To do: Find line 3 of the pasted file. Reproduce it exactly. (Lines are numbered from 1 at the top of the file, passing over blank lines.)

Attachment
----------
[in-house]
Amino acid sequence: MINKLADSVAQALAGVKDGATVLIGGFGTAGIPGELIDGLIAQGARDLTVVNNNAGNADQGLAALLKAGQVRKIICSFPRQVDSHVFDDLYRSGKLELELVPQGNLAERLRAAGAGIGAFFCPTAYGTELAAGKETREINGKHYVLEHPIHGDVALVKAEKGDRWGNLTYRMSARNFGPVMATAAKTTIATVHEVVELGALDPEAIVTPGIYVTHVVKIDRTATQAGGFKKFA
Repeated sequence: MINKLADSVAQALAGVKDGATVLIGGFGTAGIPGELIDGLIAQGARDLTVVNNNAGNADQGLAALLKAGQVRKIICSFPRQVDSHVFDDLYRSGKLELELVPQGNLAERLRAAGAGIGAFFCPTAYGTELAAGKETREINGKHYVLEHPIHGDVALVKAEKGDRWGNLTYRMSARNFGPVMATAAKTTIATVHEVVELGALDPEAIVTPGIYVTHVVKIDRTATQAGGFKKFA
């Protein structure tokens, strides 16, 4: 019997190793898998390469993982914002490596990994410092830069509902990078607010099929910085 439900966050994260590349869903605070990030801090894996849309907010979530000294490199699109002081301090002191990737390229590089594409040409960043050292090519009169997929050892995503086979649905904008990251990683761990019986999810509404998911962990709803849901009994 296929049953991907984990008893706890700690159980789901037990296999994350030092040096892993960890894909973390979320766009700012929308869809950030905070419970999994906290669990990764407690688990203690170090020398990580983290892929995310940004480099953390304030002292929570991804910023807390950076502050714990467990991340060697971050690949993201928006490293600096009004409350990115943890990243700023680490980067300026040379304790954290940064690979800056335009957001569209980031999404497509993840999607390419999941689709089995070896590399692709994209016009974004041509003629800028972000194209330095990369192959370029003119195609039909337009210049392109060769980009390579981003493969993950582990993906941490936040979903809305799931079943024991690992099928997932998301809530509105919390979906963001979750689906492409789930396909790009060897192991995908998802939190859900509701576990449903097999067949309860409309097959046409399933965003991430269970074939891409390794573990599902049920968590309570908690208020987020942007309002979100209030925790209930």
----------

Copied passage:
Repeated sequence: MINKLADSVAQALAGVKDGATVLIGGFGTAGIPGELIDGLIAQGARDLTVVNNNAGNADQGLAALLKAGQVRKIICSFPRQVDSHVFDDLYRSGKLELELVPQGNLAERLRAAGAGIGAFFCPTAYGTELAAGKETREINGKHYVLEHPIHGDVALVKAEKGDRWGNLTYRMSARNFGPVMATAAKTTIATVHEVVELGALDPEAIVTPGIYVTHVVKIDRTATQAGGFKKFA